Washington’s two most powerful decision-makers who control the state’s multi-billion-dollar budget said Wednesday that boosting funding for special education is a top priority.

Sen. Christine Rolfes (D-Bainbridge), chair of the Senate Ways and Means Committee, wrote in a statement to KING 5 that she plans on closing, for the first time in state history, the multi-million-dollar gap in special education funding, estimated by experts at the Office of the Superintendent of Public Instruction (OSPI) to be between $308 million and $400 million per year.

“I am committed to significant increases in K-12 special education funding,” wrote Rolfes. “I anticipate the budget will include an additional $400 million for special education next year.”

Advocates who have lobbied legislators for years to fulfill their constitutional duty to fully fund education for all students, regardless of race, color, religion, or disability, were stunned to hear about this funding goal for students with disabilities.

“That is remarkable,” said Arzu Forough, founder and CEO of Washington Autism Alliance and Advocacy (WAAA). “I am elated. This is much more equitable than any other effort we’ve heard so far. This would make a significant and meaningful impact for students in special education.”

“Back of the Class” findings

For decades, the legislature has shirked its responsibility to fully fund special education and KING 5 found in a series of reports entitled “Back of the Class,” the results of that neglected system. Washington lags behind much of the country in outcomes for students with special needs.  

Federal data analyzed by KING 5 found 32 percent of special education students in Washington drop out of school. Only two states in the country report a worse drop-out rate.  

Only 58 percent of Washington students with disabilities, including anxiety, dyslexia, and autism graduate from high school.

Washington is one of the worst states in continuing to violate the civil rights of children with disabilities by segregating them from their general education peers. Federal records reviewed by KING 5 found students in Washington with developmental and intellectual disabilities such as Down syndrome and autism, spend only 5 percent of their day alongside typical learners. Only two states, Nevada and Illinois, have worse integration statistics.

“It makes me consider moving, and we have considered moving to another state. That’s how desperate we are to try and find a place that can properly educate our son,” said Lynn Dixon, whose 7-year-old son has autism.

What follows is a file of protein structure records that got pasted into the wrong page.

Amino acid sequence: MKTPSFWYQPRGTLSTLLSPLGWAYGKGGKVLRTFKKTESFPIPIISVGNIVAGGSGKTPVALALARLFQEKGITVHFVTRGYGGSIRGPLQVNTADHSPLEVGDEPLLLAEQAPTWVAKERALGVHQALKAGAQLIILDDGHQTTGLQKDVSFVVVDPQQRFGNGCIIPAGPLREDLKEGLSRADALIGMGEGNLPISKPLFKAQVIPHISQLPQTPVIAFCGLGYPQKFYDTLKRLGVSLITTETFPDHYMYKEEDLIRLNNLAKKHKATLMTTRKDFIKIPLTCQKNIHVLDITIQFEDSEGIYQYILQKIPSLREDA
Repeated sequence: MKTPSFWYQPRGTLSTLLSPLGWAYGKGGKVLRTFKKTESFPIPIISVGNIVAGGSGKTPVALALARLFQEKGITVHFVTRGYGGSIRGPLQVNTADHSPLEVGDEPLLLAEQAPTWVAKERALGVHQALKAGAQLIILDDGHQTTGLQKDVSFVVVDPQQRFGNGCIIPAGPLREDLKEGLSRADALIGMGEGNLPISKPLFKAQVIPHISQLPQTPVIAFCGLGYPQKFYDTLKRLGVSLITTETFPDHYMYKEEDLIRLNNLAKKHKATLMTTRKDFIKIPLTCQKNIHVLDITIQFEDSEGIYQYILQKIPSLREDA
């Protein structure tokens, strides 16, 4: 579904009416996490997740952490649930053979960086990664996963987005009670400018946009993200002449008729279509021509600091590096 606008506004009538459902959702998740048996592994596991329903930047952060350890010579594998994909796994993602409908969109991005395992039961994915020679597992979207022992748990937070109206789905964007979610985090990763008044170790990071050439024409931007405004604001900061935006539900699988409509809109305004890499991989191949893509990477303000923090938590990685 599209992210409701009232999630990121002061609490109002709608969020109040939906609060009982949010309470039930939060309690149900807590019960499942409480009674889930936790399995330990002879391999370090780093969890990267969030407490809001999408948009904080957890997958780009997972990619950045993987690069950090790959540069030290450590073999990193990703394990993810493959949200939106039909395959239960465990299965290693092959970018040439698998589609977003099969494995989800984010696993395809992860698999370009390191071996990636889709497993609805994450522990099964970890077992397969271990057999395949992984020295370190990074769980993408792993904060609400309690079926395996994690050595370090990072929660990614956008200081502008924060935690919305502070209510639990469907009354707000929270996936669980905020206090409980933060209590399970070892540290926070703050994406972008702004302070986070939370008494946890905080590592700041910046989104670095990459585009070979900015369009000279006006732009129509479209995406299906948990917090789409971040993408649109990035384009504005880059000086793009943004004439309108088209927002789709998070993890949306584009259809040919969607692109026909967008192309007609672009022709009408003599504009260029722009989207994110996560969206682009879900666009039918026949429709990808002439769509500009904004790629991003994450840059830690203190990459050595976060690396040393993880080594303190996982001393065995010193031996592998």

Dixon said she’s battled Seattle Public Schools since her son first entered the public-school system for services he needs to succeed.

“How can you look at my child and treat him as a second-class citizen? And put them in a box in terms of what they’re worth. What their education is worth. My child is worth as much as any other child,” Dixon said.

RELATED: Fight for special ed services leaves Washington families financially devastated

Washington state’s special education funding crisis has left thousands of special needs students without access to the individualized education services they are guaranteed under state and federal law.

“Our state continues to intentionally underfund basic education for one group — and that is students with disabilities. It’s a violation of our state’s constitution,” said special education attorney Kathy George.

Lawmakers have proposed a record number of special education bills this session. But according to advocates, the pieces of legislation that have garnered the most momentum in Olympia fall short of closing the shortfall. One bill would appropriate just 10 percent of the funds needed to fully fund the needs.

“It has to be that our kids (with disabilities) are just as important as everybody else’s kid,” said Stacey Dym, executive director of the ARC of King County. “Families can’t endure this and kids with disabilities, in particular, are the ones who will suffer from not looking at this issue. To do nothing is really intolerable.”

Advocates hope in the end the budget committees will find a way to rectify the injustices throughout the state’s system of educating children with disabilities.

“Although the legislature has committed $13 billion in the K-12 education system over 10 years – including additional money for special education – it’s clear more needs to be done,” Rep. Timm Ormsby (D-Spokane), chair of the House Appropriations Committee, wrote in a statement to KING 5. “Budget writers are now looking at a number of investments crucial to our state – special education is definitely on the list.”